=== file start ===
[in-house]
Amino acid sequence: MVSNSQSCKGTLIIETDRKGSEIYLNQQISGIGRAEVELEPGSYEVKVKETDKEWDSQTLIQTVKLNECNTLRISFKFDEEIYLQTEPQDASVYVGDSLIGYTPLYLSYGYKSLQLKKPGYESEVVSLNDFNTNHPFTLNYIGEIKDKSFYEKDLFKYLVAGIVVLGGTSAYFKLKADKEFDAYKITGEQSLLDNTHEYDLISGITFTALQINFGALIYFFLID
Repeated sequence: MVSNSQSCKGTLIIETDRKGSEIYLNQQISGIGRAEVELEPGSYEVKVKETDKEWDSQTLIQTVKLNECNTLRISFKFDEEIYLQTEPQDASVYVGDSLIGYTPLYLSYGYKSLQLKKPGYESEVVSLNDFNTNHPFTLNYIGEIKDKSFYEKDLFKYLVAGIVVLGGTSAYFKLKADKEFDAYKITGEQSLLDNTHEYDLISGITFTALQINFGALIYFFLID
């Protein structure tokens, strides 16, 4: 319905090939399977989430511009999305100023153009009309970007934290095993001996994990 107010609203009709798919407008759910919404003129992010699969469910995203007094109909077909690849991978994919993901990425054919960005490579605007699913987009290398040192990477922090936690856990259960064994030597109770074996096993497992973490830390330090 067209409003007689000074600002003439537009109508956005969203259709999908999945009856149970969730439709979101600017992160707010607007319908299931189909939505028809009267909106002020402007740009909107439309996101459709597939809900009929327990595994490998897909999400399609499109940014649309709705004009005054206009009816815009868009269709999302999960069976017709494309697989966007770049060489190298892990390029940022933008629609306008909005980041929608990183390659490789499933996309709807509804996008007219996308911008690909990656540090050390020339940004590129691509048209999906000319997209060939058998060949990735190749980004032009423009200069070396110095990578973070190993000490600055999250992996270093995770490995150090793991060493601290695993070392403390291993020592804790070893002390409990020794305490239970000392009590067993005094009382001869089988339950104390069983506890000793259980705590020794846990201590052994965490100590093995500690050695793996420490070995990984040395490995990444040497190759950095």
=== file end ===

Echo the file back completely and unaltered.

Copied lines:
[in-house]
Amino acid sequence: MVSNSQSCKGTLIIETDRKGSEIYLNQQISGIGRAEVELEPGSYEVKVKETDKEWDSQTLIQTVKLNECNTLRISFKFDEEIYLQTEPQDASVYVGDSLIGYTPLYLSYGYKSLQLKKPGYESEVVSLNDFNTNHPFTLNYIGEIKDKSFYEKDLFKYLVAGIVVLGGTSAYFKLKADKEFDAYKITGEQSLLDNTHEYDLISGITFTALQINFGALIYFFLID
Repeated sequence: MVSNSQSCKGTLIIETDRKGSEIYLNQQISGIGRAEVELEPGSYEVKVKETDKEWDSQTLIQTVKLNECNTLRISFKFDEEIYLQTEPQDASVYVGDSLIGYTPLYLSYGYKSLQLKKPGYESEVVSLNDFNTNHPFTLNYIGEIKDKSFYEKDLFKYLVAGIVVLGGTSAYFKLKADKEFDAYKITGEQSLLDNTHEYDLISGITFTALQINFGALIYFFLID
């Protein structure tokens, strides 16, 4: 319905090939399977989430511009999305100023153009009309970007934290095993001996994990 107010609203009709798919407008759910919404003129992010699969469910995203007094109909077909690849991978994919993901990425054919960005490579605007699913987009290398040192990477922090936690856990259960064994030597109770074996096993497992973490830390330090 067209409003007689000074600002003439537009109508956005969203259709999908999945009856149970969730439709979101600017992160707010607007319908299931189909939505028809009267909106002020402007740009909107439309996101459709597939809900009929327990595994490998897909999400399609499109940014649309709705004009005054206009009816815009868009269709999302999960069976017709494309697989966007770049060489190298892990390029940022933008629609306008909005980041929608990183390659490789499933996309709807509804996008007219996308911008690909990656540090050390020339940004590129691509048209999906000319997209060939058998060949990735190749980004032009423009200069070396110095990578973070190993000490600055999250992996270093995770490995150090793991060493601290695993070392403390291993020592804790070893002390409990020794305490239970000392009590067993005094009382001869089988339950104390069983506890000793259980705590020794846990201590052994965490100590093995500690050695793996420490070995990984040395490995990444040497190759950095």